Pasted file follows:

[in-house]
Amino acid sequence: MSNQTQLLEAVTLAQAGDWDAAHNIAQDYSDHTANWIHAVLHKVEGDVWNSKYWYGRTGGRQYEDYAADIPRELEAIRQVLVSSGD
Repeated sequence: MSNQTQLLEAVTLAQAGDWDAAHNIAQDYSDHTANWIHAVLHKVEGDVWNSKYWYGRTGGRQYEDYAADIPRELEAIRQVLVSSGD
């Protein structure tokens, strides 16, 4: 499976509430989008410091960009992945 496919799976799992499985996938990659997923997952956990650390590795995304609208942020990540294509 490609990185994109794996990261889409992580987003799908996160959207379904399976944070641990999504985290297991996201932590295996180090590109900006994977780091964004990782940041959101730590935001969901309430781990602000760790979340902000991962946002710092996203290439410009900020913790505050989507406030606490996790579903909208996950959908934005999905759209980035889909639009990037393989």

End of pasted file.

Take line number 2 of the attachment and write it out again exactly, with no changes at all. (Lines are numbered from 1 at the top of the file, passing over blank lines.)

Amino acid sequence: MSNQTQLLEAVTLAQAGDWDAAHNIAQDYSDHTANWIHAVLHKVEGDVWNSKYWYGRTGGRQYEDYAADIPRELEAIRQVLVSSGD